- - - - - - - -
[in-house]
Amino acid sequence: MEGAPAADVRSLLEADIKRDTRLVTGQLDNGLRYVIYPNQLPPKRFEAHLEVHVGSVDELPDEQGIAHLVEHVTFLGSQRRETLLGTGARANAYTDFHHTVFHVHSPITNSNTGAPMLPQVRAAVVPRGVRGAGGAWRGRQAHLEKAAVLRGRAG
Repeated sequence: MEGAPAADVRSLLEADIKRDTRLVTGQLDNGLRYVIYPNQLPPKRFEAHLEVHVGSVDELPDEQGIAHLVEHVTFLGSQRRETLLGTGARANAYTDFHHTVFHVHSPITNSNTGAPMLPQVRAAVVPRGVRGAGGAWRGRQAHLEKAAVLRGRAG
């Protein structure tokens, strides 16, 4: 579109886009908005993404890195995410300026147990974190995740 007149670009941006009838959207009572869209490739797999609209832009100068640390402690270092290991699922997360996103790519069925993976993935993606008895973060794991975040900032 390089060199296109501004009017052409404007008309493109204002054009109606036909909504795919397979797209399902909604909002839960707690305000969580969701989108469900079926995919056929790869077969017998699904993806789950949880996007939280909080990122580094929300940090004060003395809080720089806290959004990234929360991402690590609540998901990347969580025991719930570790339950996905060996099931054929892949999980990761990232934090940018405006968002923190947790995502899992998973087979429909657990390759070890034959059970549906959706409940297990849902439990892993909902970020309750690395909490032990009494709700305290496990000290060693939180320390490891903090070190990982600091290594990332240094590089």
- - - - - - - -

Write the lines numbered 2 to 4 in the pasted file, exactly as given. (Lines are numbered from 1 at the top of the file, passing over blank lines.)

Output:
Amino acid sequence: MEGAPAADVRSLLEADIKRDTRLVTGQLDNGLRYVIYPNQLPPKRFEAHLEVHVGSVDELPDEQGIAHLVEHVTFLGSQRRETLLGTGARANAYTDFHHTVFHVHSPITNSNTGAPMLPQVRAAVVPRGVRGAGGAWRGRQAHLEKAAVLRGRAG
Repeated sequence: MEGAPAADVRSLLEADIKRDTRLVTGQLDNGLRYVIYPNQLPPKRFEAHLEVHVGSVDELPDEQGIAHLVEHVTFLGSQRRETLLGTGARANAYTDFHHTVFHVHSPITNSNTGAPMLPQVRAAVVPRGVRGAGGAWRGRQAHLEKAAVLRGRAG
């Protein structure tokens, strides 16, 4: 579109886009908005993404890195995410300026147990974190995740 007149670009941006009838959207009572869209490739797999609209832009100068640390402690270092290991699922997360996103790519069925993976993935993606008895973060794991975040900032 390089060199296109501004009017052409404007008309493109204002054009109606036909909504795919397979797209399902909604909002839960707690305000969580969701989108469900079926995919056929790869077969017998699904993806789950949880996007939280909080990122580094929300940090004060003395809080720089806290959004990234929360991402690590609540998901990347969580025991719930570790339950996905060996099931054929892949999980990761990232934090940018405006968002923190947790995502899992998973087979429909657990390759070890034959059970549906959706409940297990849902439990892993909902970020309750690395909490032990009494709700305290496990000290060693939180320390490891903090070190990982600091290594990332240094590089």